• 24 February 2011: contacted by a Google HR person from London. I had to complete an evaluation form, where you rate yourself on programming languages, systems, experience in specific industried. In Google style, a rating of 10 applies only if you have written a book on that subject.
  • 2 March 2011: 30 minutes telephonic interview with HR person. He had a list of multiple choice questions. It included things like "what is the command to rename a file on Linux" and some other Java and TCP/IP questions
  • 9 March: 1 hour telephonic interview with a Technical Account Manager from the UK. This was a standard type of interview. Interesting questions were stuff like "what do you think of Android" and "what can Google do in Africa". I think one of the questions, either in this interview, or one of the other ones, was "what happens when I type a website name into the navigation bar and click enter" - this entails a talk about DNS, IP, HTTP, etc.
  • 26 May: four sets of interviews at the Google Johannesburg office. At the last minute, they asked me to do it over video conference from home, as their conferencing system was down. I used Google Talk (now Hangouts) with each of the interviewers, with video and Google Docs sharing.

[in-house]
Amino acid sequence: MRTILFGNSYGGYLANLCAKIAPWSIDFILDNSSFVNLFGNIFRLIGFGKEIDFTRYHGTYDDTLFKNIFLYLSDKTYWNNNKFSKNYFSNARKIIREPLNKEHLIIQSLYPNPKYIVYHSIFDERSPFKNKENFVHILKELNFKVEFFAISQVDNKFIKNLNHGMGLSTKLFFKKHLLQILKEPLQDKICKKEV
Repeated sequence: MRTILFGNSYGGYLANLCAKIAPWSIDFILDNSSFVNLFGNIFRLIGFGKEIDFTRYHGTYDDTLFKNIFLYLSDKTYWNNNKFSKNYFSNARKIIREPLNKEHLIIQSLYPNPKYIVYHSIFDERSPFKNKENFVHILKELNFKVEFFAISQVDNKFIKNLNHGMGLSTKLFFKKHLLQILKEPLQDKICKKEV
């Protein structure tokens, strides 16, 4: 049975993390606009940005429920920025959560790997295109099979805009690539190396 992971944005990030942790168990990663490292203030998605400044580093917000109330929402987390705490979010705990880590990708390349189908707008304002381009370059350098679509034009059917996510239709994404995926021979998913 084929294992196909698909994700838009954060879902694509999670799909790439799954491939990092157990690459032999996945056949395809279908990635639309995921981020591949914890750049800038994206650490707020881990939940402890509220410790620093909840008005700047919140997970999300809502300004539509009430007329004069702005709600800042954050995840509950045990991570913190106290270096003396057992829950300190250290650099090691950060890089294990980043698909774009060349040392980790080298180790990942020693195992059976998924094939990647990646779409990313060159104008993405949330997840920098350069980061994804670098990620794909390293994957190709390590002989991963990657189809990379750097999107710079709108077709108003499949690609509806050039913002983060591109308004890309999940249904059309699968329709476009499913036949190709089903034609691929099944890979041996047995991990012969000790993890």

The last part was interesting. I was interviewed by 4 people, one at a time, 45 mins each, over video conference:
  • Technical Account Manager) based in London
  • (Tech Lead Manager) based in London (Technical Interview)
  • (Sales Engineer/Technical Account Manager) based in London
  • (Business Development Manager) based in Lagos (HR/Client facing skills interview)

There were a few of the typical Google/Microsoft brain teasers:

  • How much will a Art Restorer earn - this went on for about 15 minutes
  • How much will Google pay Dell to pre-install the Google Toolbar on new Dell PCs - this went on for about 20 to 30 mins
  • What is the angle between the hour and minute hand at 3:15